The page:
Prince Philip’s special ‘friend’ Penny Knatchbull is mourning privately

I’ve seen some young commenters claim that because there was no solid proof that Prince Philip was a serial adulterer, then it never happened. Yeah, that’s not the way it worked. Philip was from a generation where discretion was paramount. Just because he didn’t flaunt his affairs doesn’t mean he didn’t have mistresses all over the place. And hell, he wasn’t even *that* discreet, it’s just that most of his torrid affairs happened during a time when the British press thought it was their duty to avoid covering it. In later life, Philip had several younger companions, and many of those companions were friendly with the Queen as well, because that’s how these people operate. No one was closer to Philip in his later years than Penelope “Penny” Knatchbull, Countess Mountbatten of Burma. She practically moved into Wood Farm to spend time with Philip in his final years, although I do not know if she was allowed anywhere near Windsor Castle during the pandemic, which is where Philip had to stay. The Mail had a piece about Penny’s private mourning:

As the Queen mourns her beloved husband, one of Prince Philip’s closest friends and confidantes, Penny Brabourne, Countess Mountbatten of Burma, is also grieving. The Countess was a regular visitor at Wood Farm, the cottage on the edge of the Sandringham Estate in Norfolk where the Prince spent much of his time after retiring from public life in August 2017.

The pair were firm friends for decades and shared a love for the exhilarating equestrian sport of carriage-driving. Indeed, the 67-year-old Countess enjoyed such a close bond with the Queen and Philip that Palace staff reportedly nicknamed her ‘and also’, because no guest list was considered complete without her.

The only daughter of butcher-turned-businessman Reginald Eastwood, she was propelled into the Royal Family through her marriage to Norton Knatchbull, 3rd Earl Mountbatten of Burma. The Earl was a close friend of Prince Charles – the pair attended Gordonstoun together and Charles was Norton’s best man when he married Penny in 1979. The wedding was delayed for eight weeks because five months earlier, IRA bombers blew up a small boat in the sea off Mullaghmore, County Sligo, killing Norton’s grandfather, Lord Mountbatten. Norton’s 14-year-old younger brother, Nicholas, his paternal grandmother the Dowager Lady Brabourne, and a local boy who was with the family, also died in the terror attack.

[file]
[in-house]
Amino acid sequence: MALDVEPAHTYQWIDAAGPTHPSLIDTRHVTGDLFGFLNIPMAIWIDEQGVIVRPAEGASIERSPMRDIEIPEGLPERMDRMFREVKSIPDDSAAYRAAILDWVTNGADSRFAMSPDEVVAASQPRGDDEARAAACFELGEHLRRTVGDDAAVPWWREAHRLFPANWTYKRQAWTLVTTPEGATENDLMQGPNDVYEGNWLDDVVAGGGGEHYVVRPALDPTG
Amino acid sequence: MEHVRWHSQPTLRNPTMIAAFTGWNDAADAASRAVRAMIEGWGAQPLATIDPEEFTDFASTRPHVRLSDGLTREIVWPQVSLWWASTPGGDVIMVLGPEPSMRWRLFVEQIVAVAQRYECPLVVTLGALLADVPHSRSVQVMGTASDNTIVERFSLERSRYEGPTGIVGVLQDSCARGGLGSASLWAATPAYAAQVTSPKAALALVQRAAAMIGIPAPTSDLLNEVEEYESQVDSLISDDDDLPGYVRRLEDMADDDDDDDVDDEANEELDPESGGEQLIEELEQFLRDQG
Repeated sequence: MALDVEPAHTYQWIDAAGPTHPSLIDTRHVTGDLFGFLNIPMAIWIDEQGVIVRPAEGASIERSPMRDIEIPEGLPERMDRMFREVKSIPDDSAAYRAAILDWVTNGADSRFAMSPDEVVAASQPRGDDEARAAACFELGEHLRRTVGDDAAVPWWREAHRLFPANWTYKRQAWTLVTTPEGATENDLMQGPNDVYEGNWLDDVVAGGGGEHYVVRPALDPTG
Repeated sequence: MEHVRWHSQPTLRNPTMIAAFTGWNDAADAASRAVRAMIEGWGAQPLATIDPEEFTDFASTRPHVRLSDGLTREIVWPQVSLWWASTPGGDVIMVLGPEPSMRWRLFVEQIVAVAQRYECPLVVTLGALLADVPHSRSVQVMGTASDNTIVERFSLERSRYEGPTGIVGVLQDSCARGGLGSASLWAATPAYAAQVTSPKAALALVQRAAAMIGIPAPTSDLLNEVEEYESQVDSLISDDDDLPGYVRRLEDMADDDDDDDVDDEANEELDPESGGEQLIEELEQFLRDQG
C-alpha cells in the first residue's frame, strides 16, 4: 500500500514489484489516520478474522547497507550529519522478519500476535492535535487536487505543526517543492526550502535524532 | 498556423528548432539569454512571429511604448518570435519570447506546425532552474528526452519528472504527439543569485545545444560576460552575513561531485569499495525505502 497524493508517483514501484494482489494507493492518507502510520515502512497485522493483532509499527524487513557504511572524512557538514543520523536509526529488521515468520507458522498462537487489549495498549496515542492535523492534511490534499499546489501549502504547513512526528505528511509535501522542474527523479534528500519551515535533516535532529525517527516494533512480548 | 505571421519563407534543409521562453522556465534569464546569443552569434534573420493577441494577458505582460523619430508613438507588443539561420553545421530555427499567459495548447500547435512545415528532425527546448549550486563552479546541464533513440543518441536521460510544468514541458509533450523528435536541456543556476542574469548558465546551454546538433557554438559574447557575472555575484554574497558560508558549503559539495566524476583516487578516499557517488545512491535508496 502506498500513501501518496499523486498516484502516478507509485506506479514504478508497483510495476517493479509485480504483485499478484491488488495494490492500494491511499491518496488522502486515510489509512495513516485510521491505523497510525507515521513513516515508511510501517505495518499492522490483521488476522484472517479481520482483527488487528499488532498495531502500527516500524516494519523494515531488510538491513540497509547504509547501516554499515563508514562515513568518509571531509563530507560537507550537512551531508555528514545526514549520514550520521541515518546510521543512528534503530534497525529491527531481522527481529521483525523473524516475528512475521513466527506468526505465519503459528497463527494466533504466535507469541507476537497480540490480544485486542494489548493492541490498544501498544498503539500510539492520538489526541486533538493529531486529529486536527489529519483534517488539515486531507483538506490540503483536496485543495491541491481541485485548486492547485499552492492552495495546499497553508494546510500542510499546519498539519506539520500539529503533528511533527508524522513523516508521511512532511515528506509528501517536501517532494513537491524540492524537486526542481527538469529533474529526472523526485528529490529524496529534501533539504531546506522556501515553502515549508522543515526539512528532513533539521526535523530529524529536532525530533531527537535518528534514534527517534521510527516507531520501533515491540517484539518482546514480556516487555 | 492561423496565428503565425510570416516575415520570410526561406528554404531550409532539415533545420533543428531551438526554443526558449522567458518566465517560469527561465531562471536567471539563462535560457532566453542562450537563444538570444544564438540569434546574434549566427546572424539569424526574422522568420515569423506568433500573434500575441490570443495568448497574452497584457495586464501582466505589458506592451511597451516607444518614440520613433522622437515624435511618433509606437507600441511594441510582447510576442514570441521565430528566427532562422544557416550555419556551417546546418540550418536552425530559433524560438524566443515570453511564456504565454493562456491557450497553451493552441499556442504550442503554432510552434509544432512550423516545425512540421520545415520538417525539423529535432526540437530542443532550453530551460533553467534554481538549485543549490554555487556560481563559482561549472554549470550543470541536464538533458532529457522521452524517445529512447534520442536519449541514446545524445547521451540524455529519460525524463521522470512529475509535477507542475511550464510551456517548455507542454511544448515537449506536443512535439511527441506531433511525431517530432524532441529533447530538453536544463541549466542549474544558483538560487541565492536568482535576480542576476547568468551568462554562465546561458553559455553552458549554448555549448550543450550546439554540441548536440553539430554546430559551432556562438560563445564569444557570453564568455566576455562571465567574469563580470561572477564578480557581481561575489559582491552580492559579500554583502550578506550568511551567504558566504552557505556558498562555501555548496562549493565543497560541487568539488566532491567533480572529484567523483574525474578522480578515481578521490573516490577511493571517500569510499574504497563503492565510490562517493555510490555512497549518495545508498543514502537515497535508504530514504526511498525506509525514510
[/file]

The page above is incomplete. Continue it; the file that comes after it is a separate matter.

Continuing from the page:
Penny is understood to have formed a close friendship with the Queen and Prince Philip after her daughter Leonora contracted liver cancer and died aged five in 1991. Philip taught the Countess carriage-driving in 1994 and she became his regular companion for the sport. Royal insiders say her enthusiasm for carriage-driving is one of the reasons he continued to take the reins into his late 90s. He was pictured carriage-driving in the grounds of Windsor Castle as recently as 2019.

The Countess’s loss of her daughter was not the only turmoil she endured. In 2010, Lord Brabourne abandoned her and started a new life with another woman in the Bahamas. The affair fizzled out, however, and he returned in 2014 to Broadlands, the home he shares with the Countess. The 60-room Palladian mansion in Hampshire is where the Queen and Philip spent part of their honeymoon. Members of the Royal Family, the Queen in particular, were reportedly full of admiration for the way the Countess insisted that life on the historic estate must go on as normal after her husband’s affair.

[From The Daily Mail]

Even though Penny and Philip were not related, there is an incestuous vibe to all of this with the Mountbatten connections and I’m not going to bother to untangle it. All I know is that Penny and Philip were very close for decades and the Queen knew and she was fine with it. It would not surprise me at all if Penelope was one of the first people to know about Philip’s passing, nor would it surprise me to learn that someone might have arranged for Penelope to say goodbye to him in person. I wonder if she’ll be invited to the funeral. Whew.

PS… This Mail story was a prime example of the British media’s flair for euphemisms and coded language.

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